Students team up to train, aid needy
Bridging the Gaps lets health science students learn from each other and help the community
Photo courtesy Bridging the Gaps
Medical student Stephanie Pouch worked with children at Luther House this summer as part of the Bridging the Gaps program, which teams health science students in different fields to provide training and community health services.
Twenty-four health sciences students recently capped their inner-city summer community health internships by presenting their experiences and findings at the Bridging the Gaps annual symposium in Philadelphia.
Bridging the Gaps is a nationally recognized program administered jointly by seven academic health centers in Pennsylvania. The program is designed to provide health-related service while training community-responsive health and social service professionals.
The students, who hailed from the School of Pharmacy, the School of Medicine and the occupational therapy department in the College of Health Professions, were paired off in multidisciplinary teams to better replicate real-life working scenarios and were assigned to one of 12 community sites. Assignments were 40 hours a week for seven weeks.
Following are snapshots of their experiences:
Medical student Suja Sabastin and occupational therapy student Sara Burton worked with preschoolers in the Early Learning Center at the Community Women’s Education Project in the Kensington section of North Philadelphia.
“Through this experience, I have been made aware of an invaluable potential collaborator in care management,” Sabastin said. “My partner was a student of occupational therapy and kind and patient enough to elaborate on the scope of this discipline. I am thoroughly impressed at the holistic approach that this healing form takes and feel that it would be a very useful component of care for many of my future patients.”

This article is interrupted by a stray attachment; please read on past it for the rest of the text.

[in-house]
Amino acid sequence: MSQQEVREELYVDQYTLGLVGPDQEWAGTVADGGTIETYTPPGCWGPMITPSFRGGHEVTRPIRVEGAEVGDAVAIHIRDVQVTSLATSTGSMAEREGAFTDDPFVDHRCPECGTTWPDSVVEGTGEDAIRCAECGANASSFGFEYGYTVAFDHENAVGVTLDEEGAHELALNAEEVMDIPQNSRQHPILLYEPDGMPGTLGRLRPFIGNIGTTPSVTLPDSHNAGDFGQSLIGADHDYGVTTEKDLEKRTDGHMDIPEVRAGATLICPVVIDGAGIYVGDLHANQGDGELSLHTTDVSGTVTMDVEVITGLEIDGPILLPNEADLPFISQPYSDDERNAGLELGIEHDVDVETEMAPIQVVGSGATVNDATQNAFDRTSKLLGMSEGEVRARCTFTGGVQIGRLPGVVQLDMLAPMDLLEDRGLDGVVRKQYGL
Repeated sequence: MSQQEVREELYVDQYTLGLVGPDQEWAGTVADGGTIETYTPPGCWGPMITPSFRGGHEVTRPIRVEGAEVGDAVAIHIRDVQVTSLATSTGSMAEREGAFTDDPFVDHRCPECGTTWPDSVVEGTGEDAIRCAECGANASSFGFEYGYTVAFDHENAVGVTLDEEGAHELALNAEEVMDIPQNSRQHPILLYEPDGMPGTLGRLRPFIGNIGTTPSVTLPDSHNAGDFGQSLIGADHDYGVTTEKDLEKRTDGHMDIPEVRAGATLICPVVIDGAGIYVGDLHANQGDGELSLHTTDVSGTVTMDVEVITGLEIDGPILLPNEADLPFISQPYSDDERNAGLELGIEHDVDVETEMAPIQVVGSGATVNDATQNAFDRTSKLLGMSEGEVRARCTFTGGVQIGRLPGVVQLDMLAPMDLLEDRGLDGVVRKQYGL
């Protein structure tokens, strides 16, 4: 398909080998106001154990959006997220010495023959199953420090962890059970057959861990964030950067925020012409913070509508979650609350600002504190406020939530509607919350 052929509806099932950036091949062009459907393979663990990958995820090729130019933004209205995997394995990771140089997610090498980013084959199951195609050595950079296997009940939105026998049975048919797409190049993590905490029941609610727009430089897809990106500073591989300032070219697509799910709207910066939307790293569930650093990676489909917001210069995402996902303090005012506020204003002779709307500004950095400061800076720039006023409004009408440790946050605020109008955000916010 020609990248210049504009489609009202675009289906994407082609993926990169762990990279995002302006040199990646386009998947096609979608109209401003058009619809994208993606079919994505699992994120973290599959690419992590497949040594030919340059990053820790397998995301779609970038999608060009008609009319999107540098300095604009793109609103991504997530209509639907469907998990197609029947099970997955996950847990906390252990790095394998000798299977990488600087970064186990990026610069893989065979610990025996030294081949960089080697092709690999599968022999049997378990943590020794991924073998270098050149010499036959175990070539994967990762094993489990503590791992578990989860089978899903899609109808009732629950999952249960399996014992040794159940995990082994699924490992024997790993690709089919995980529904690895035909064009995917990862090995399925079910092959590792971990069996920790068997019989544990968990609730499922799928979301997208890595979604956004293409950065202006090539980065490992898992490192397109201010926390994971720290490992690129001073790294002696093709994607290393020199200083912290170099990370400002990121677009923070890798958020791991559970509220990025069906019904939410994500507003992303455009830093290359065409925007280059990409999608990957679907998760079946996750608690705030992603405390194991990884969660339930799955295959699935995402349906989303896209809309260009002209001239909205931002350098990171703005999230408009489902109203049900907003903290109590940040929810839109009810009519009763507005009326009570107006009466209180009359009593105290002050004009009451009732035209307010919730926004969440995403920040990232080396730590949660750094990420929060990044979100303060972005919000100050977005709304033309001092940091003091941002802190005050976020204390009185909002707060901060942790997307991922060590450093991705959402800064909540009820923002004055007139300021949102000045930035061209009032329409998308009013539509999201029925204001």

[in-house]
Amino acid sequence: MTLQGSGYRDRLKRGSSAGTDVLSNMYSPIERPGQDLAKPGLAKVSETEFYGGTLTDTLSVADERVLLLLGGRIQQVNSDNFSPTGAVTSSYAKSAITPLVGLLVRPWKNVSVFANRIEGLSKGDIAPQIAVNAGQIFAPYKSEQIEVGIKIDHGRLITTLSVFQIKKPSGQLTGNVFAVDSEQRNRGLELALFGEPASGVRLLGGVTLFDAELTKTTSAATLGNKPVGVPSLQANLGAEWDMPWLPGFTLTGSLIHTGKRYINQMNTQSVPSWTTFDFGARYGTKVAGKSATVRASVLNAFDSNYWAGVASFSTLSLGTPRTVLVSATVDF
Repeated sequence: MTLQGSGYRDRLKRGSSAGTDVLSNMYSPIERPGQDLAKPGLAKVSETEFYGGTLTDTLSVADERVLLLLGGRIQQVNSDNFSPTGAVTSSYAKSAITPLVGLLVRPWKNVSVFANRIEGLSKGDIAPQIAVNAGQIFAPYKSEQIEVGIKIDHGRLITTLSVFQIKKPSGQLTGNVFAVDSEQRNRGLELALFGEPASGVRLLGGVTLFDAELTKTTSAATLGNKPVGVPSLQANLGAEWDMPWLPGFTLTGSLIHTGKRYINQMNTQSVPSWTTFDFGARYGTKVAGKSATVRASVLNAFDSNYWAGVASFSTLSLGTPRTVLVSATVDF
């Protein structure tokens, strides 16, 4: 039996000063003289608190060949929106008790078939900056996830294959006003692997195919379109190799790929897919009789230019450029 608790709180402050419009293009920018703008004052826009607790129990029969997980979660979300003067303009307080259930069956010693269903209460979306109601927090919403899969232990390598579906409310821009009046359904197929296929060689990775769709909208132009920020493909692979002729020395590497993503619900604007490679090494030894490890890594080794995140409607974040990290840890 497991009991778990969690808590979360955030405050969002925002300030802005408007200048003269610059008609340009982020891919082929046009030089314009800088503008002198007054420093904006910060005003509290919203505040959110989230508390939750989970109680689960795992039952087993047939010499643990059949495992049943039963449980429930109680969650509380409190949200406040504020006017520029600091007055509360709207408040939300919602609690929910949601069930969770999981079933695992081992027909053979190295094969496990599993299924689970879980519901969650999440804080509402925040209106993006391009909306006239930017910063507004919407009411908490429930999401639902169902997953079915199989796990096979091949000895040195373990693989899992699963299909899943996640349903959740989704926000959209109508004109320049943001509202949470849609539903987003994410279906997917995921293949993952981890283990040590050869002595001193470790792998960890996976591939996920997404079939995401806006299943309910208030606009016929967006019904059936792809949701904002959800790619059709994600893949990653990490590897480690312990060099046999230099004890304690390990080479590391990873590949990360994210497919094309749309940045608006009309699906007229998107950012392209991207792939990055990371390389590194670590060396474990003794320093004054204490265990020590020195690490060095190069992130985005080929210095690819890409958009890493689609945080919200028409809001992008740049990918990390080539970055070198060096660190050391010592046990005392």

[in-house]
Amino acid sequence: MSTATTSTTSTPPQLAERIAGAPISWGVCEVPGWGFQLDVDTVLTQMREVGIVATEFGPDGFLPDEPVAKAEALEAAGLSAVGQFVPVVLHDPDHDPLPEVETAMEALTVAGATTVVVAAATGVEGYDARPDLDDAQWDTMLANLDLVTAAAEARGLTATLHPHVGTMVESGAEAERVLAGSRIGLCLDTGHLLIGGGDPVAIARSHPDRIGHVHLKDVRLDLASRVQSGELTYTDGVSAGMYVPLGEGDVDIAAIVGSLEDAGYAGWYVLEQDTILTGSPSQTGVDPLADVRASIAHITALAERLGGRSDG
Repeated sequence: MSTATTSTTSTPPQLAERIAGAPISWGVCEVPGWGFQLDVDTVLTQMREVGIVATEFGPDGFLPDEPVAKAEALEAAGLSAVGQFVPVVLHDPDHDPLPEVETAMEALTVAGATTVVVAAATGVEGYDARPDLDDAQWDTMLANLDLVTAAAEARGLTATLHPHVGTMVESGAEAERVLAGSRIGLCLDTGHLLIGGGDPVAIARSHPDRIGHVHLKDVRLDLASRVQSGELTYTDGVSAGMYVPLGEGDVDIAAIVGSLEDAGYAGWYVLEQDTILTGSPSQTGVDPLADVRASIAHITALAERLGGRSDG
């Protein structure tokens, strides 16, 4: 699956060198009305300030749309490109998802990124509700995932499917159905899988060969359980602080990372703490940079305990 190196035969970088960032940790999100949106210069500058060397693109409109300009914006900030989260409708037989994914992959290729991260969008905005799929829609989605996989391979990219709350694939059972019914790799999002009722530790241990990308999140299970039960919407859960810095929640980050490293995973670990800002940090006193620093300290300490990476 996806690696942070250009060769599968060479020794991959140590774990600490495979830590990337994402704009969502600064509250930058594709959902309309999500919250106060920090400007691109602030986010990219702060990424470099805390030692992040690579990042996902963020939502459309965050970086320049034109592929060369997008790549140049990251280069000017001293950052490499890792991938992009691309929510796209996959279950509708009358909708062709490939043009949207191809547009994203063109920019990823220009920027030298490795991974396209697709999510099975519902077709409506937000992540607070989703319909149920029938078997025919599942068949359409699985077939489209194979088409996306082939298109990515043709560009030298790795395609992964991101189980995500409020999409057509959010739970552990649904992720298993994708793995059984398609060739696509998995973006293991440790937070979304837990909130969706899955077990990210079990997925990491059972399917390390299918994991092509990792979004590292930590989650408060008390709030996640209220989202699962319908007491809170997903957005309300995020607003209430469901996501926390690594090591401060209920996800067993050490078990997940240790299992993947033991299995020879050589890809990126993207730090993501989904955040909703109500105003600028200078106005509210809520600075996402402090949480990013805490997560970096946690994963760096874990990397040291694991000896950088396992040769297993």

Medical student Amy DiPlacido and pharmacy student Maitri Shah taught children at the Philadelphia Parent Child Center.
“Our goal was to teach the children about being healthy so that they would have the knowledge at a young age to develop good habits that will benefit them for the rest of their lives,” Shah said.
For a lesson on heart health, “we played hokey-pokey and after all that jumping around, we let them listen to their hearts with a stethoscope,” Shah said. “Some of them were very surprised to hear their hearts beat so fast, and wanted to listen to it over and over again.”
Occupational therapy students Juliet Haberbusch and Kate Gallagher worked with pharmacy student Amanda Stolzfus to plan and create healthy activities for the elderly at the Lutheran Settlement Senior Center in Philadelphia. Gallagher explained how the experience helped her understand the perspectives of those in other healthcare professions.
“Having a pharmacy student there working alongside me was very helpful because most of the seniors had many questions about their pills and the side effects they were experiencing,” she said. “I feel that working together to help the person get the information he or she needs is what community healthcare delivery should be all about.”